Louie Van Gaal And Jose Mourinho: Two In A Pod

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Louie Van Gaal And Jose Mourinho: Two In A Pod 

Post#1 » by RealGM Articles » Wed Aug 6, 2014 10:50 pm

A Google search of “Louis van Gaal genius” returns 580,000 results, with titles ranging from “Is Louis van Gaal a tactical genius?” to “Louis van Gaal is a GENIUS!” sprinkling the first page. Of course, it doesn’t matter what others have to say. As his former Ajax colleague David Endt writes, new Manchester United manager Louis van Gaal has thought himself a genius years before Google existed.

Van Gaal’s signature moment this World Cup was replacing his starting keeper in the 121st minute of a quarterfinal match for “penalty expert” Tim Krul (never mind that Kruul had only saved two out of 20 penalties at Newcastle). Krul saved two out of five Costa Rican penalty kicks, and Netherlands went through to the semis. As the first sentence of Guardian’s match recap noted, “With a characteristic flourish, Louie van Gaal did it again.” There’s a saying somewhere about there being a thin line between van Gaal and madness. 

He brings this “characteristic flourish” to the Premier League. His fingers are on the side already, with United playing three defenders at the back. Variations of this is the de facto set up in Serie A, and several teams in the World Cup employed it – but in England, the flat back four is a way of thought. Premier league teams have tried it in the past – but Wigan were relegated and Liverpool eventually switched to the traditional backline. Managers are quick to say that players dictate formations. But as evidenced by changing Bastian Schweinsteiger from winger to center midfielder, van Gaal dictates his ideas on players (this bodes well for Ashley Young in particular). Maybe the formation just needed the right personality. 

Van Gaal – A Magnet for Rivalries

Van Gaal’s career has been defined by his rivalry with fellow Dutch ideologist Johan Cruyff. Their paths first crossed as Ajax youth in the 70s, and spanned countries and decades. The feud culminated in 2011 when Cruyff successfully sued van Gaal out of the Ajax director position. What was the cause of the rivalry? Was it two visionaries disputing a fundamental soccer truth? It had to be over the future of the Dutch national team, right? No, the differences began over van Gaal not thanking Cruyff for hosting a dinner in 1989. Van Gaal said his sister died so he had to leave in haste; Cruyff responded that van Gaal has Alzheimer’s. Tact and politeness transcends tactics, after all. 

Free of Barcelona and Ajax ties, van Gaal should have space from Cruyff in England. Not that Premier League managers lack personality. Of course, Jose Mourinho started jabbing in regards to United’s summer transfers. Mourinho is a master of mental Jenga, turning small cracks into unstable foundations. Van Gaal parried, for now. 

That’s where the debate looks to stay, at least until United and Chelsea are neck and neck in a title race. Van Gaal’s personality seems to be a magnet for this conflict. He and Mourinho are fueled by paranoia; if Mourinho is the “special one”, then van Gaal is “not the dumb one.” And between Arsene Wenger, Brendan Rodgers, Manuel Pellegrini, Mauricio Pocchettino and Roberto Martinez, there’s enough brains, paradoxical quotes, and philosophies in England this season to power the next decade of the league.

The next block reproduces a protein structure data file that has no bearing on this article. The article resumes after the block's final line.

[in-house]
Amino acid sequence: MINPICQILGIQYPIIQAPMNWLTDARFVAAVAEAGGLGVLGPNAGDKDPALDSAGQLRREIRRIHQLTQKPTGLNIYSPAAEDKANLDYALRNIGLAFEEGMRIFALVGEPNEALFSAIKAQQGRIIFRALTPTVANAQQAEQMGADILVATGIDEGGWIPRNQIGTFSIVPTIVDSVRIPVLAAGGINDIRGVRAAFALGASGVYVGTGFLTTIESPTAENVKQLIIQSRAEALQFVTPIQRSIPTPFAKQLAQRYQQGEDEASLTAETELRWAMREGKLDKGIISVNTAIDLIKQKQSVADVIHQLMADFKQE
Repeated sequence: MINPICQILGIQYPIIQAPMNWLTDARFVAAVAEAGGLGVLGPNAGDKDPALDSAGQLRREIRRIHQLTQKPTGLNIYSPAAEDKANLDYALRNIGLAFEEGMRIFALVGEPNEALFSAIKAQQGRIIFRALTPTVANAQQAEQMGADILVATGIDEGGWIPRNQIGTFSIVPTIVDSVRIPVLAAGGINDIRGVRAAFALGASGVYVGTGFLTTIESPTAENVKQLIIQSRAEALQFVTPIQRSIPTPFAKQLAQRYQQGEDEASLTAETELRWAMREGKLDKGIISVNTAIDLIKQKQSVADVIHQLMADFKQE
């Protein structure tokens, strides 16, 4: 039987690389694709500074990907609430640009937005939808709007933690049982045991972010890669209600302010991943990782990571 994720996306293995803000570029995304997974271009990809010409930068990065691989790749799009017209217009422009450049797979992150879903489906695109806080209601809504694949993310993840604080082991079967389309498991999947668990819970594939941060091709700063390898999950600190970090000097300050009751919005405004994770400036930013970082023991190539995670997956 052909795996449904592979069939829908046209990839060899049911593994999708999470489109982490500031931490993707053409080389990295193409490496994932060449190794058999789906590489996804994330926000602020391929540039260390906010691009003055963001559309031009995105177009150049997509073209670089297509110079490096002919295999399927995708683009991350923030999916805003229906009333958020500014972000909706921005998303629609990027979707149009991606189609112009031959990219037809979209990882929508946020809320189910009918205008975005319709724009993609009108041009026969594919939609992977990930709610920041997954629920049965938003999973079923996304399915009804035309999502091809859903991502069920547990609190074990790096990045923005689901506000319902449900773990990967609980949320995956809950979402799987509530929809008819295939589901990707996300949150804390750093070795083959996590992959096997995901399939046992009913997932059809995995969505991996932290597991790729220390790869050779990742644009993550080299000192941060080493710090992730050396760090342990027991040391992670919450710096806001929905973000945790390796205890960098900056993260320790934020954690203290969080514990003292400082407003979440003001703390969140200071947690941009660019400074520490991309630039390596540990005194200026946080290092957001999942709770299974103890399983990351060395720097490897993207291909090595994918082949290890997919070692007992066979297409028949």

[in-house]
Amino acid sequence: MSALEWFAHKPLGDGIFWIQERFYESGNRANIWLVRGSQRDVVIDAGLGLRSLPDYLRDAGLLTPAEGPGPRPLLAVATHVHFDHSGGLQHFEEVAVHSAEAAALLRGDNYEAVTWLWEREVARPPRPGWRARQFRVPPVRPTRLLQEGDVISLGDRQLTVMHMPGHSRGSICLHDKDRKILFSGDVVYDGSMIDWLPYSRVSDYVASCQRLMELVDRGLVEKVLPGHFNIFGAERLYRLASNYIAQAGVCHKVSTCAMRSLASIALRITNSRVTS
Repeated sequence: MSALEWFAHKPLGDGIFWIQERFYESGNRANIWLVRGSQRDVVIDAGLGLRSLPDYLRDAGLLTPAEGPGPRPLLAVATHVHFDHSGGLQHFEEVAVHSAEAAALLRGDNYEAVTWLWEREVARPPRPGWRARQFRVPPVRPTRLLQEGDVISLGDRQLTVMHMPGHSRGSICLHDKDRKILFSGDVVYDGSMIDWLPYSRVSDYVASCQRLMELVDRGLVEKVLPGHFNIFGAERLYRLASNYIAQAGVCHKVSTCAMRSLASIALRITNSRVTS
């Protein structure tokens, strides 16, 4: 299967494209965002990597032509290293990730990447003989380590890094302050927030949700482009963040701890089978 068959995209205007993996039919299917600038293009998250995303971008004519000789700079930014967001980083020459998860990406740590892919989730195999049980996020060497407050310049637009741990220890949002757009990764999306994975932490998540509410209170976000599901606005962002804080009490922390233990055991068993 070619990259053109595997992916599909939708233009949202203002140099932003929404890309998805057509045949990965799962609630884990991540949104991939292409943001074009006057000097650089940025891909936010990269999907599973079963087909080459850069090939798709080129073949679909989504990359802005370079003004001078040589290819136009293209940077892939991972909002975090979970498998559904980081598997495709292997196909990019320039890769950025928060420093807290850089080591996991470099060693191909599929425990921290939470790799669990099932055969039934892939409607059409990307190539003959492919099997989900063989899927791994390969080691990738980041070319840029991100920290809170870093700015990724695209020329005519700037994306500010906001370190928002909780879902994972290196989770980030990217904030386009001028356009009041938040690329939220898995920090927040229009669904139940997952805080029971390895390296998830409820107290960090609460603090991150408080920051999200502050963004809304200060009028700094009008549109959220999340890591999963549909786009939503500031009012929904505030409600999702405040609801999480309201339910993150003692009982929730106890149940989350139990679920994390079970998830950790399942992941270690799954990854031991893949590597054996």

Mourinho returned to Chelsea (or was it the other way around?) last season to recreate past glory. The sequel started slowly, with Mourinho downplaying title expectations for his “little horse”. Mourinho added Atlético Madrid’s spine of Diego Costa, Thibaut Courtois and Filipe Luis this summer. The club also welcomed fish out of La Liga water Cesc Fabregas. And as an exclamation point, Mourinho went back to the gloried past, adding Didier Drogba. Buying world class talent is the fastest way to go from pony to thoroughbred. The greatest trick Mourinho ever pulled was convincing the world that a side with an unlimited transfer budget is somehow an underdog. 

There’ll be no excuses this season for Chelsea. So how does Mourinho live up to impossible expectations? Perhaps by testing the extreme of his transitional play. The key will be Costa, who, according to Mourinho, can “make a movement” and get an “easy goal”. That will be Chelsea this season – press, never give in, and wait for Costa. It worked wonders for Atlético. But here’s the updated $64,000 question: would Mourinho replace his keeper in the 120th minute of a Champions League?

While United spent money this summer, their biggest improvements will come internally. Fixing a “broken” squad is a start. Then moving underachieving players to different roles, starting with Ashley Young and Antonio Valencia to wingback, and finding roles for Darren Fletcher, Shinji Kagawa, Tom Cleverly, and even Wayne Rooney, is the equivalent of signing new players. Shifting the pieces to maximum effect, thereby finding gems, is van Gaal’s true specialty.

It feels strange to say that Manchester United, the most valuable club in soccer, are dark horses to win the league. But this is no ordinary Premier League season. Last year’s title race came down to the final week. The quality of teams this season promises that winning will come down to the slightest details, where both Chelsea and United managers thrive. Van Gaal’s penchant for gaining the slightest advantage, even down to the 120th minute, won his side a quarterfinals match in the World Cup. This time around, it may win him the league.  

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